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How to Read Crypto Candlestick Patterns: The Beginner Trader’s Guide
For Beginners Crypto Basics

How to Read Crypto Candlestick Patterns: The Beginner Trader’s Guide

By Oreld Hadilberg
Reviewed by Tony Spilotro

Table of Contents

The crypto market has been gaining popularity the world over during the past decade. It's every crypto enthusiast's dream to learn and understand how Japanese candlesticks work and how to analyze them when making investment decisions. As popular technical features in the stock and digital finance markets, they are worth your time. Before investing in crypto, be sure to understand how crypto markets work, and how to predict their volatility by analyzing crypto candlestick patterns.

If you’re a novice in crypto trading, you’re in the right place. This article contains basic details on how to read crypto candlesticks and patterns.

What are Crypto Candlestick Charts?

Candlestick charts are a technical method used to indicate the history of the price of an asset; in this case, a cryptocurrency. They are also popular in forex trading. As the name suggests, they are charts that use Japanese candlesticks rather than the conventional bars to represent the history of price fluctuations within a given period of trade. Trade periods vary and can be one minute, 5 minutes, or a day, to mention just a few.

The chart above is an illustration showing the evolution of prices during a certain trading period. The red candlesticks represent periods when the closing price was lower than that of the opening, while the green candlesticks represent the converse.

Candlestick charts are not new: they date back to the 1700s when Homma, a Japanese rice trader, invented them. They have been used to represent the influence emotion has on trading. Crypto traders and other digital traders use the charts to make investment decisions. The candles provide traders with high, low, open, and close prices, which they use to speculate on trade trends. The size and appearance of the candles vary, and each has a meaning. Not to worry, crucial candlestick chart patterns worth noting shall be discussed in the subsequent sections.

What do Crypto Candlesticks Tell Us?

Why not use simple line charts or a bar graph? Crypto candlesticks provide traders with more than just a history of price fluctuations. Experienced crypto traders gauge sentiments in the market using patterns to speculate on the direction of the market and make decisions.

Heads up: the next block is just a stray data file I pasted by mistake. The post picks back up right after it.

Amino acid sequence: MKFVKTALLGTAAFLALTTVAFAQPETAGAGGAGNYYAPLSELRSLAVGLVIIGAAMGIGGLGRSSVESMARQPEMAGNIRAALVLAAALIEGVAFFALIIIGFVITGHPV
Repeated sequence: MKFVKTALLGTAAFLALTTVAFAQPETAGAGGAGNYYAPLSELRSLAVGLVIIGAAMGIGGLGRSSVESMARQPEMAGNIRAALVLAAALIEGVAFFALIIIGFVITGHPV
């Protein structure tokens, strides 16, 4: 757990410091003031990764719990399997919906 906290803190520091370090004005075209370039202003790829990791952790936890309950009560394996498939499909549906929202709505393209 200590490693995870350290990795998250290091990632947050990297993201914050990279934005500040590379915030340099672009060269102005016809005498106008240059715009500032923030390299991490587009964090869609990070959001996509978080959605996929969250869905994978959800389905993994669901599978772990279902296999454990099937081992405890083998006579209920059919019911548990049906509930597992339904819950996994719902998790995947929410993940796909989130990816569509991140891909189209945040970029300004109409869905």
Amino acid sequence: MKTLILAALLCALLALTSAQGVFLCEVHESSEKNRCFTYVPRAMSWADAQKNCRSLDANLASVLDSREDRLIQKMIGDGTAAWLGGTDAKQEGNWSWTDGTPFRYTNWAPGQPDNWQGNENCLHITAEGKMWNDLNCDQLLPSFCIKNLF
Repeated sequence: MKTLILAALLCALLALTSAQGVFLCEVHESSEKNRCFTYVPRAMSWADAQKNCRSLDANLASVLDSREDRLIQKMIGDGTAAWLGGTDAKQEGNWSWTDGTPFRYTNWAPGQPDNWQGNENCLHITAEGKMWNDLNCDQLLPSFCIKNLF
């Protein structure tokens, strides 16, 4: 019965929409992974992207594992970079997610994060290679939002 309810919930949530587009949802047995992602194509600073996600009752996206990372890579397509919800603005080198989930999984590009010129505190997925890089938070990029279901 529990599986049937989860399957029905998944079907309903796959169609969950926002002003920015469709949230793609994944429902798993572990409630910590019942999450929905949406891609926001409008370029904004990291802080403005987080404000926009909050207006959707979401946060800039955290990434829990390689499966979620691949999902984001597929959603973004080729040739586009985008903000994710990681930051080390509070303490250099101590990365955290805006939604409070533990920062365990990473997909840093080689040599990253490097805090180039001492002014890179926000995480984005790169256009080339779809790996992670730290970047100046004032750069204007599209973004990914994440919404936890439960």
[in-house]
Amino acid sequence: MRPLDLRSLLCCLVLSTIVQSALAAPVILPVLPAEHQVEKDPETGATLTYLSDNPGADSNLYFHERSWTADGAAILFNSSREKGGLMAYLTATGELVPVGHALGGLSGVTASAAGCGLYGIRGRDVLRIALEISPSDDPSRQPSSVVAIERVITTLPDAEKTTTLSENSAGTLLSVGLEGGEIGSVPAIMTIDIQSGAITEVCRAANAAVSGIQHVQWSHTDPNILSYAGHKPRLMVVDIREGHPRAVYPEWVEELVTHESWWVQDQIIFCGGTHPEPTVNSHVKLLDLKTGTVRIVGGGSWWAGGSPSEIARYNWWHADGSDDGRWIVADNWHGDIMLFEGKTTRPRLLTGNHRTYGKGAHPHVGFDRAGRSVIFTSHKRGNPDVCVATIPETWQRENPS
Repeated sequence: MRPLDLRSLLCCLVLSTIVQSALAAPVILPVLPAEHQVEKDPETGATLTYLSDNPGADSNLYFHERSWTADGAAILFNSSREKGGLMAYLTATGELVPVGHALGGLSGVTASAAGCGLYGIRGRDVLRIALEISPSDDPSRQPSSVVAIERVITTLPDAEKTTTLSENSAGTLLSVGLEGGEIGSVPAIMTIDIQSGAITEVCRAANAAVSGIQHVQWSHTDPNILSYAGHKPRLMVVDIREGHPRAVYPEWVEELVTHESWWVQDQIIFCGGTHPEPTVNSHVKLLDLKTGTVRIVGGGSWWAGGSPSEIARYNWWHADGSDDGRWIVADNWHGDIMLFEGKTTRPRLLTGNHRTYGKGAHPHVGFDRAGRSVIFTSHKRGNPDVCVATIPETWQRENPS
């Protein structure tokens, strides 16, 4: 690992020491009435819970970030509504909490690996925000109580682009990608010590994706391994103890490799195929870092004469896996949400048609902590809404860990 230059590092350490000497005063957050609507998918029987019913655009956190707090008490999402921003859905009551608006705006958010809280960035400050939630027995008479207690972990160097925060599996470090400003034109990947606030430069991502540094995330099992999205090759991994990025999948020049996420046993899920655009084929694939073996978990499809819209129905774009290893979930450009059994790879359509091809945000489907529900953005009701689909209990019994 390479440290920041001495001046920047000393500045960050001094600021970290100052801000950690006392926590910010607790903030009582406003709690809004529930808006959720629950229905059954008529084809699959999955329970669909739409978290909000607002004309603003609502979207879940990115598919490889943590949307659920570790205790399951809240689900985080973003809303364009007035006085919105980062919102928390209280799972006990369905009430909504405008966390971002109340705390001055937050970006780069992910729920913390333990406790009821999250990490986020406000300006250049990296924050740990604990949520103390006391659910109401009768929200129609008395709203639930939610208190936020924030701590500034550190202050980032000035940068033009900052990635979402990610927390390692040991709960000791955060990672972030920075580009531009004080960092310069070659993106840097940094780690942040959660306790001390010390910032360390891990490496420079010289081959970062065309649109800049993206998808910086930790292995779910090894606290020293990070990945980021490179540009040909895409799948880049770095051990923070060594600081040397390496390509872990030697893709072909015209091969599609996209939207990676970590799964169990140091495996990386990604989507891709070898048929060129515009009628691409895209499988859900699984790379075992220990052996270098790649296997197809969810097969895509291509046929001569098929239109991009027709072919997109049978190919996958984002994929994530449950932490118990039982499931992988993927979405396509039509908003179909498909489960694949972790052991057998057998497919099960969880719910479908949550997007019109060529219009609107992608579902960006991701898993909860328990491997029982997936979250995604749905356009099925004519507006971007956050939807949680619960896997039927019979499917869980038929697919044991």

Longtails, for instance, indicates that the value of the crypto is increasing, since more traders buy the asset when the prices fall. A long shadow, on the other hand, signals high sell-off potential, as most traders seek to sell their crypto and make profits. Additionally, short or no wicks may signal strong bullish or bearish trends, depending on the color of the candle.

Based on the trend trade periods form, a trader can decide on when to buy or sell to make profits or avoid losses. All this information may not be available from other simple charts using bars or lines. Viewing the candlestick patterns provides traders with a summary of the price fluctuations during a selected period. As such, the patterns serve as leading indicators that traders can use to make their next move early before other traders flood the market.

How to Read One-Candle Signals

As a beginner, you may be trading for short periods, which means you are more likely to interact with a single candle. If you are interacting with a single candle, here are some of the most common one-candle signals you are more likely to experience:

A Doji candle:

This indicates that the opening and closing prices in the market are still the same. Most traders interpret this as a situation where the market is experiencing indecision. In most cases, the Doji candle indicates an upcoming reversal of prices.

Umbrellas (Hammers and Hanging Men): Both have long tails. The red umbrella is the hammer, which indicates that the crypto might experience a rise in price. The green umbrella, also known as the hanging man, is a signal that the cycle is about to reverse as sellers are willing to cash out.

Tall shadow: A candle with a tall shadow is interpreted as a bearish trend. This means that investors are ready to sell and make a profit. The length of the shadow shows the strength of the indicator.

Tall tail: When a candlestick has a longer lower wick, it means that prices are rising, since investors are seeking to buy crypto. As such, it signals a bullish trend. The size of the tail indicates the reliability of the signal.

How to Read Crypto Candlestick Patterns

Understanding crypto candlestick patterns is key to predicting the trend, momentum, and price direction in the market. As a trader, you’ll experience patterns involving a varying number of candlesticks. It could be one, two, or several. In this section, you will learn how to identify a certain pattern, what it indicates, and the decisions you should make or refrain from making. Here are some of the most common patterns:

Bullish Patterns

Bullish patterns involve green candles and indicate that the opening prices are above the closing ones. There are several forms bullish candlesticks can take, which include:

The hammer:

This pattern is easy to spot. It resembles a hammer, which is a candle with a long tail below its downtrend. The hammer might be green or red with a tiny body and a short or no shadow. The hammer indicates a surge in the asset price and a reversal trend. The selling pressure increases, but the buying pressure also rises to retake price action control.

The inverted hammer: This pattern is the converse of the hammer. During this pattern, the potential for an uptrend is high with a flat downtrend, which indicates the potential of buyers gaining control sooner.

Bullish engulfing:

This pattern involves the occurrence of two candlesticks at the base of a downtrend. There is a red candlestick engulfed by a green one which is large, thus covering the bearish candle. This pattern is an indication of a beginning uptrend with increasing pressure in buying. During this trend, the prices are more likely to rise.